Denny Hamlin’s NASCAR Cup Series win at Daytona International Speedway is the only finish better than 15th for Toyota after two races. Is it too early to hit the panic button?
Adam Cheek: Yes, way too early. A couple races in — one a superspeedway race with a few massive crashes and Las Vegas Motor Speedway, where failing inspection or just running poorly were the culprits — is definitely too soon to hit the panic button. Four or five races in should be the breaking point — not enough to completely rule out a comeback in terms of points or wins, but enough to see how the cars run on several track styles and evaluate from there.
Vito Pugliese: Absolutely too soon. Let’s not forget either that that top finish was a Daytona 500 win, and he stood a chance as passing two of the fastest Fords drafting by himself. A Toyota also won the Busch Clash with its front end 4 feet taller than than any other car left on the track, with another one pushing it past everyone with ease. Last weekend at Las Vegas was a bit of misleading, as well as there were inspection penalties that sent three Toyotas to the rear of the field. Martin Truex Jr. had what was likely a top-five car before contact with the wall ended his chances, and the late race pitting and restart rough-housing stymied all of the progress that Kyle Busch had made throughout the day. It’s also worth noting that the Toyotas aren’t exactly strong in numbers. The four Joe Gibbs Racing entries and their sister car, the No. 95 of Christopher Bell, are the only true competitive cars, with all due respect to Timmy Hill and Daniel Suarez. Chevrolet also has a new nose this year that finally has it on a level playing field on intermediates. It’s not like Toyota is out to lunch, the competition has simply risen to its level.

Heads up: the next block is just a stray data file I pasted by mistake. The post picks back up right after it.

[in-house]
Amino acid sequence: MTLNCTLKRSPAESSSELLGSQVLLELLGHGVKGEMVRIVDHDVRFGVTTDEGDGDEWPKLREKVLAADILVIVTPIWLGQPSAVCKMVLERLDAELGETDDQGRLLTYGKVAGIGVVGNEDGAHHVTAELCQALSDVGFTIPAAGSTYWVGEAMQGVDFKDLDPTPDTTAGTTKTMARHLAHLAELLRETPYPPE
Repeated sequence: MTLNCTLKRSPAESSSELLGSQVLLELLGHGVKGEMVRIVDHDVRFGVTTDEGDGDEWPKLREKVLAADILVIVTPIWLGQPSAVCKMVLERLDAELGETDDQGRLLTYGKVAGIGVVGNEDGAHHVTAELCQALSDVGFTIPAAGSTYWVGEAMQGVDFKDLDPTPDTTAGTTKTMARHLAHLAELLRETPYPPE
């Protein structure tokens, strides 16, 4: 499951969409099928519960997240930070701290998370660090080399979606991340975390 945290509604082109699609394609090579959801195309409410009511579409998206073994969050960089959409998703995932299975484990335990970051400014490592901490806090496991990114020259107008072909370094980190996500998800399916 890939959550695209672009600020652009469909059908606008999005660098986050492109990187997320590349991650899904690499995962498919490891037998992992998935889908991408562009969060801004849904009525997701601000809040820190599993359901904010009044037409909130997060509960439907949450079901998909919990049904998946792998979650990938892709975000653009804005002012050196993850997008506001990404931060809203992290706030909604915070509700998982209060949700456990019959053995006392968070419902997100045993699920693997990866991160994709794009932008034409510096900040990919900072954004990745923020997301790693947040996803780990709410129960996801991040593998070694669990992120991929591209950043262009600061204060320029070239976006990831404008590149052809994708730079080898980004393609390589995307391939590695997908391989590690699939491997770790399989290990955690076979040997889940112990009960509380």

Mark Kristl: Panic, no, concern, yes. Toyota has five chartered teams. The two open teams, Gaunt Brothers Racing and MBM Motorsports, are further behind those teams. So the fewest number of drivers per manufacturer means Toyota has a smaller database from which to work. Its drivers are too good not to run better, but it may take longer than anticipated.
Amy Henderson: Way, way, way too soon. If they’re not competitive after a month, then we can talk. Daytona is Daytona, and Daytona things happened. The concern I had at Vegas was that after the teams who were penalized had to fix their cars to pass inspection, they weren’t able to move through the field. Whether the Bondo was giving them an advantage that got taken away or whether they were just off the mark is the question. Truex was fast — his finish wasn’t indicative of his speed. I fully expect the Toyotas to be competitive not dominant at Auto Club Speedway this week. Now, they may have more competition this year from Chevrolet, but isn’t that the whole point? It’s no fun for fans to see one team or manufacturer dominate, so having them all competitive is what’s actually important.
Of the five drivers who followed Joey Logano across the finish line at Vegas, which one needed a good result the most?